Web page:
In conclusion, Sayyed Nasrallah indicated that the Israeli drone that was targeted Thursday by the resistance in the Lebanese skies was an evidence that the resistance has a military leadership that works without being influenced by any internal developments.

“The resistance will always keep its promise and is always ready to defend the Lebanese territories,” he added

Source: Al-Manar  

Lebanon's president urges citizens to unite behind reforms

By AFP - Nov 04,2019 -

BAABDA, Lebanon —

Lebanon's president Sunday called on citizens to unite behind reforms, after more than two weeks of nationwide anti-graft protests that brought down the government.

President Michel Aoun addressed thousands of his supporters thronging the road outside the presidential palace, ahead of more mass anti-government protests planned in Beirut in the afternoon.

Unprecedented cross-sectarian demonstrations have gripped Lebanon since October 17, demanding a complete overhaul of a political system deemed inefficient and corrupt.

The Cabinet stepped down on Tuesday, but protesters have said this was not enough and pledged to meet for another demonstration Sunday afternoon in Beirut.

In a live televised address beamed to his fans and around the nation, Aoun called on supporters and protesters alike to rally behind a plan for reforms.

"I call on you all to unite," the state leader said, warning against having "one protest against another". 

The 84-year-old president said a roadmap had been drawn up to tackle corruption, redress the economy, and put together a civil government.

"It won't be easy, and we want your efforts," he said, leaning on a pulpit inside the palace in the town of Baabda outside Beirut.

'We will not abandon you'

Protesters have called for an end to Aoun's tenure, as well as drastic change to a political system dominated by the same figures and families since the end of the 1975-1990 civil war.

"All of them means all of them," has become a popular chant calling for all political leaders to step down.

Outside the palace, an AFP correspondent saw Aoun's supporters chanting, some brandishing the orange-coloured banners of his political party, the Free Patriotic Movement.

"We are here, General. We won't abandon you as long as we live," one poster read, referring to the army's youngest-ever commander in chief during the civil conflict.

Aoun’s supporters said they backed the overall demands of protesters nationwide, but insisted the president was the only man able to bring about reforms.

“General Aoun is a reformist and sincere man — not corrupt nor a thief,” said one supporter who gave her name as Diana.

“There has been corruption in the state for 30 years,” she said.

“The president isn’t responsible. He’s trying to fight against graft.”

Along with its allies including powerful Shiite movement Hizbollah, Aoun’s political party holds the majority in parliament.

The FPM is now headed by his son-in-law Gibran Bassil, who has emerged as one of the most reviled figures in the protests.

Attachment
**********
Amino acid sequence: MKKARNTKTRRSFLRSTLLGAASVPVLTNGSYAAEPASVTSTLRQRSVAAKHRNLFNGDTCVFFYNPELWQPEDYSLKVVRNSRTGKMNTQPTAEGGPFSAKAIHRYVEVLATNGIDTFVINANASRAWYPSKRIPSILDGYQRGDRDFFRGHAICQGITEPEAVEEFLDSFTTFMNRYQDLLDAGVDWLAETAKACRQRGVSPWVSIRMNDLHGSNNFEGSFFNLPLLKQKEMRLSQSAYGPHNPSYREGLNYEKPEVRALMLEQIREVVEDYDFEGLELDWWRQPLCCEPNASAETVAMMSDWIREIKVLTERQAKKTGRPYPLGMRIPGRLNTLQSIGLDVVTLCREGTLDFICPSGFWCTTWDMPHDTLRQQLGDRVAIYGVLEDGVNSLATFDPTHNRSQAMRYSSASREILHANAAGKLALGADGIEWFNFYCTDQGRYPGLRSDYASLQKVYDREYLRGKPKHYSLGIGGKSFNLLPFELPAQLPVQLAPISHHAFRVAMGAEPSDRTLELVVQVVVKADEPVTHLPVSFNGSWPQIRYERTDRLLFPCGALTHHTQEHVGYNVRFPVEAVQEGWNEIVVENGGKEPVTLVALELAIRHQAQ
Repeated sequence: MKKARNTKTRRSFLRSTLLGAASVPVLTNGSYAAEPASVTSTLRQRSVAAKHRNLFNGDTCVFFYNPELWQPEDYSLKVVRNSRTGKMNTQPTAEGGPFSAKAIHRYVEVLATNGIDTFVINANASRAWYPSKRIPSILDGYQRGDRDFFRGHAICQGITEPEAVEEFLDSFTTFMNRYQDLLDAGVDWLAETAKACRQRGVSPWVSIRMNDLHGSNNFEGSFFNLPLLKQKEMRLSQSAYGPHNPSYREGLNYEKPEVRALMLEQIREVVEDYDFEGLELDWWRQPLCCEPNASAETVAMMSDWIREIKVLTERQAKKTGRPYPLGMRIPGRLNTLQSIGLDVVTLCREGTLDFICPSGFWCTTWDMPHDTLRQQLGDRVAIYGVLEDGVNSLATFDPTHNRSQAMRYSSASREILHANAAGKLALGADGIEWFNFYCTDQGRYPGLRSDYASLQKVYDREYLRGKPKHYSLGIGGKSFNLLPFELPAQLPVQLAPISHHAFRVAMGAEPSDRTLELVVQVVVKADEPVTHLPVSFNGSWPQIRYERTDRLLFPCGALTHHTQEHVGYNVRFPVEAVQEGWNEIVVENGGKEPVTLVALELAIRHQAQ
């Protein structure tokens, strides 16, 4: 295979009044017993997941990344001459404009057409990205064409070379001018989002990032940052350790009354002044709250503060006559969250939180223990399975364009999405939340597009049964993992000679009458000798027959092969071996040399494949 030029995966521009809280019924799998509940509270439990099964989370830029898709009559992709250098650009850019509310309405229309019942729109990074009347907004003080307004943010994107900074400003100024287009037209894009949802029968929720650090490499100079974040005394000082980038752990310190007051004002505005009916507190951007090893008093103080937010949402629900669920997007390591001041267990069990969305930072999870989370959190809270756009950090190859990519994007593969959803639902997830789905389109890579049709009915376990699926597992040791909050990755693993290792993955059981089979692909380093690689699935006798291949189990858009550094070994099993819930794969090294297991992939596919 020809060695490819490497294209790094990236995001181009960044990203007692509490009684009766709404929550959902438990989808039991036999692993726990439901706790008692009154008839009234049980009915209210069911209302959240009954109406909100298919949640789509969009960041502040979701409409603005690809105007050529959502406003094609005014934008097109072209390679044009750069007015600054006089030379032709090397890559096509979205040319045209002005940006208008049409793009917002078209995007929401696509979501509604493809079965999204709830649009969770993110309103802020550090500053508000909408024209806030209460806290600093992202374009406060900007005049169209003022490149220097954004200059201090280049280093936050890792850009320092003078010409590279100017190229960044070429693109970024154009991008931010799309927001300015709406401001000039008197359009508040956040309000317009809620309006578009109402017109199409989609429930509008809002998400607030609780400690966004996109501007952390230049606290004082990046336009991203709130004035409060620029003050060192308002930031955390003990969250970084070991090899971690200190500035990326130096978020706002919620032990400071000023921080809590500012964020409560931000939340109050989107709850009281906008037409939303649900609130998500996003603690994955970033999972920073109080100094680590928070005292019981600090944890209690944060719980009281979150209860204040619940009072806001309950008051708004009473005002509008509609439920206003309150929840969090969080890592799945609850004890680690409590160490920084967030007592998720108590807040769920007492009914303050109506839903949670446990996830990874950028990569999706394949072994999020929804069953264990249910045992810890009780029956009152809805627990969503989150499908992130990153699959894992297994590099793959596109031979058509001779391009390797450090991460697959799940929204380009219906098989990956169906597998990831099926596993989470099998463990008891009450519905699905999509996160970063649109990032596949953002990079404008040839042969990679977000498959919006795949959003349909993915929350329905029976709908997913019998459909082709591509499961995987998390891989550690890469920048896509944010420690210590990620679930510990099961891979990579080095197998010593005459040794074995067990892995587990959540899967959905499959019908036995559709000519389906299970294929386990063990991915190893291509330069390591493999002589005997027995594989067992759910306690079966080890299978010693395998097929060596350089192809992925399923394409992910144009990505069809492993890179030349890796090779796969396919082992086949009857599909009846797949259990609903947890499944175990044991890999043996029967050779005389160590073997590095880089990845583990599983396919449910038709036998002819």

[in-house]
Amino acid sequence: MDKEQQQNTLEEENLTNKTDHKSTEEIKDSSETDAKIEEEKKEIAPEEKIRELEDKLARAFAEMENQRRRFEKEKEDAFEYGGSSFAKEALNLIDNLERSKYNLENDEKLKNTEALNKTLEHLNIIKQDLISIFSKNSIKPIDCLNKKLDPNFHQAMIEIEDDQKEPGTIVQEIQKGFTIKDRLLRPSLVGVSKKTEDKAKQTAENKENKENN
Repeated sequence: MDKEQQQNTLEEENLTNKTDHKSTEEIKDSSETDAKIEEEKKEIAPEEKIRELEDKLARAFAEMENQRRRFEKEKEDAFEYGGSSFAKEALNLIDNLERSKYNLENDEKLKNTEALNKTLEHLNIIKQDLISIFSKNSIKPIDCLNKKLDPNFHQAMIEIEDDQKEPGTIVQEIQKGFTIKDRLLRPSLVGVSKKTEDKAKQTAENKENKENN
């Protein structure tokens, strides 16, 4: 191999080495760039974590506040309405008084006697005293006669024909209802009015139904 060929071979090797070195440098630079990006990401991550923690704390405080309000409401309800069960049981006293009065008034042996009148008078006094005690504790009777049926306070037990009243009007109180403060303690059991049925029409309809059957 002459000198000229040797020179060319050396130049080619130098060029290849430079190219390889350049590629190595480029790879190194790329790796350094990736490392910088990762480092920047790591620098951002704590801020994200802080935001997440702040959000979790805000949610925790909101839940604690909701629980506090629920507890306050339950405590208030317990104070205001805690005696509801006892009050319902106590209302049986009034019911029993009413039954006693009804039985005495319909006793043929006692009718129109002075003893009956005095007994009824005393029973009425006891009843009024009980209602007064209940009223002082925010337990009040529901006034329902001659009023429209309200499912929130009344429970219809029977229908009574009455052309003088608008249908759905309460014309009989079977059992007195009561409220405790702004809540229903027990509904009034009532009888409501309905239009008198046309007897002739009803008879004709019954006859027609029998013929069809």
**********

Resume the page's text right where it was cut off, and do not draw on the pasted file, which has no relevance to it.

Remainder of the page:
Before the Cabinet resigned on Tuesday, Bassil was foreign minister.

A proposed tax on calls via free phone applications such as Whatsapp triggered protests last month.

But they soon morphed into a huge nationwide movement to denounce a raft of woes including a lack of basic services, a failing economy, and rampant sectarianism.

On Tuesday, prime minister Saad Hariri announced his government would be stepping down.

But it is still unclear what a new Cabinet will look like, and if it will include independent technocrats as demanded by demonstrators.

After around two weeks of closure, banks and some schools re-opened this week.

But protesters have vowed to press ahead with their demands and — after numbers dwindled amid rain in recent days — were set to make a broad stand on Sunday afternoon in Beirut’s main square.

On Saturday night, thousands of anti-government protesters had flocked together in the impoverished northern city of Tripoli to keep the popular movement alive.

Several said they had travelled to the Sunni-majority city from other parts of the country, inspired by the after-dark street parties that earned it the title “bride of the revolution”.

More than 25 per cent of Lebanese citizens live in poverty, the World Bank says.


Share the link of this article with your facebook friends

Fair Use Notice

This site contains copyrighted material the use of which has not always been specifically authorized by the copyright owner. We are making such material available in our efforts to advance understanding of environmental, political, human rights, economic, democracy, scientific, and social justice issues, etc. We believe this constitutes a 'fair use' of any such copyrighted material as provided for in section 107 of the US Copyright Law. In accordance with Title 17 U.S.C. Section 107, the material on this site is distributed without profit to those who have expressed a prior interest in receiving the included information for research and educational purposes. For more information go to: If you wish to use copyrighted material from this site for purposes of your own that go beyond 'fair use', you must obtain permission from the copyright owner.




Opinions expressed in various sections are the sole responsibility of their authors and they may not represent Al-Jazeerah & &